FORT KNOX, Ky –
After descending thousands of feet over Normandy, France, in early June, members of the United States Army Parachute Team reminisced about the storied history of the nighttime jump made during the D-Day invasion 75 years ago.
“Face it, there is no way to enter the battlefield with more courage and boldness than as part of a mass-tactical parachute drop on a moonless night; striking terror in the hearts of the enemy,” said Sgt. 1st Class Jared Zell, one of 10 members of the Golden Knights demonstration team who went to Normandy for the massive Allied commemoration. “It gives me great honor to jump into the 75th anniversary of the D-Day invasion, honoring those brave paratroopers that came before us and paved the way for our modern day American paratrooper.”
Nearly 25,000 Allied paratroopers dropped into France on June 6, 1944. To protect the invasion zone's West flank and support the landing force, the 82nd Airborne and 101st Airborne Divisions descended on the peninsula by parachute and glider in the early hours of D-Day.
To support this year’s observance of that day, a C-47 aircraft dropped the Golden Knights, along with the British Army’s Parachute Regiment, known as the Red Devils, and Daks, which is a non-profit group that organized the largest fleet of DC-3/C-47s since 1945 to commemorate the historic event.
The opportunity to jump with other military skydiving teams is common throughout the year for the Golden Knights; however, the opportunity to represent the Allied Forces of World War II in a commemorative jump in Normandy was a unique and humbling experience.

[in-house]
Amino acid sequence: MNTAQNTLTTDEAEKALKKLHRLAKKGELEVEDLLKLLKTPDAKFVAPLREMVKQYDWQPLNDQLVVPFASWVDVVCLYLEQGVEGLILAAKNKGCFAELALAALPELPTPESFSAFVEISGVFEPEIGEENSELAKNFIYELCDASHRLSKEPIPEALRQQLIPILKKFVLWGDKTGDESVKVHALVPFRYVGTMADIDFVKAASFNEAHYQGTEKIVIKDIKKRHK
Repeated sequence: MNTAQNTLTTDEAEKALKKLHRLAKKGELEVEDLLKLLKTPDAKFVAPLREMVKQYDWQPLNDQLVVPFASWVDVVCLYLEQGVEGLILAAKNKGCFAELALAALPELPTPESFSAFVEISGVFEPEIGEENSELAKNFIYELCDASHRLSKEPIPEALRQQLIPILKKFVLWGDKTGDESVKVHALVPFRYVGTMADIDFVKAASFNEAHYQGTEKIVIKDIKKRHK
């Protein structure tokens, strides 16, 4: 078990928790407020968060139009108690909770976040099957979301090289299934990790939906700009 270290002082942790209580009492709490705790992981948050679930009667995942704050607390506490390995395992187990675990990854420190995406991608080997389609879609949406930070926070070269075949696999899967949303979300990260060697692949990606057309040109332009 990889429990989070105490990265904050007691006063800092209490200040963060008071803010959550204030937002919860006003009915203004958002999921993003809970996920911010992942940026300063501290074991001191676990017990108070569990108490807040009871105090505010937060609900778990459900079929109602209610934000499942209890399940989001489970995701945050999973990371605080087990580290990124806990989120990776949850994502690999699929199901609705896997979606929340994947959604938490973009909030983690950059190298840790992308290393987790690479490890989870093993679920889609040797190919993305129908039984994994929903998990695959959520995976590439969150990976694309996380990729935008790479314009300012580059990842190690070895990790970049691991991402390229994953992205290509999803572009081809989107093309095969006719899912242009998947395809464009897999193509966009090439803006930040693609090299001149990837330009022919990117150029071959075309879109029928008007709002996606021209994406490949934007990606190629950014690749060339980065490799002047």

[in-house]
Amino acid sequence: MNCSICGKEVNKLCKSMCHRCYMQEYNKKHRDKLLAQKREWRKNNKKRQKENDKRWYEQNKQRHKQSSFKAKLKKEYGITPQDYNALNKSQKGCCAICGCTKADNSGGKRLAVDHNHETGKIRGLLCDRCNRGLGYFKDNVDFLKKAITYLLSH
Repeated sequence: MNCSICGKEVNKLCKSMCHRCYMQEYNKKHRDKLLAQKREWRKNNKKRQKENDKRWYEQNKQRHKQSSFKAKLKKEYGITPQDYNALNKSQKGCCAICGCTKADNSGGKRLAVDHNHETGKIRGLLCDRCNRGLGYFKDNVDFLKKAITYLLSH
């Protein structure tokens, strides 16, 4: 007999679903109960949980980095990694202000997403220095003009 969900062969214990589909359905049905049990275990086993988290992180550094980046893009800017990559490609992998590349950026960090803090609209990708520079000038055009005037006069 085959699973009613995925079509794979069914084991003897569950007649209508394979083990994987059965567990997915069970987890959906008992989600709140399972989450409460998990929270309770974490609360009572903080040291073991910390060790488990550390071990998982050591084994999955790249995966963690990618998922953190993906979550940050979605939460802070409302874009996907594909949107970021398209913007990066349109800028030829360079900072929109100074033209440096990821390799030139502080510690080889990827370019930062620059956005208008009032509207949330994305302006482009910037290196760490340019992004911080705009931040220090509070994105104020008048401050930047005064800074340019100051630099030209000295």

As thousands watched the observance in France, millions more tuned in to coverage on television or the internet.
“I am proud to be a part of this airborne history. These Soldiers paved the way to help maintain our freedom,” said Sgt. 1st Class Jesse Robbins, a member of the Golden Knights demonstration team. “To jump and walk on the same soil they did – it is a great honor. Paratroopers lead the way!”
Sgt. 1st Class Ryan O’Rourke echoed his team member’s comments.
"It is amazing to be a part of the legacy that we are upholding today,” O’Rourke said. “We are still continuing a part of military history that was extremely crucial 75 years ago during World War II."
Staff Sgt. Morgan George, another member of the elite Golden Knights said she believes the mission of the Paratrooper on D-Day is carried on by today’s Soldiers.
“As a paratrooper, I know I am part of a proud line of men and women in history that have endeavored to be a step above the rest,” George said. “Being here, 75 years after the first wartime airborne operation, with so many people passionate about paratroopers, shows that we are not only a historic asset, but a timeless one.”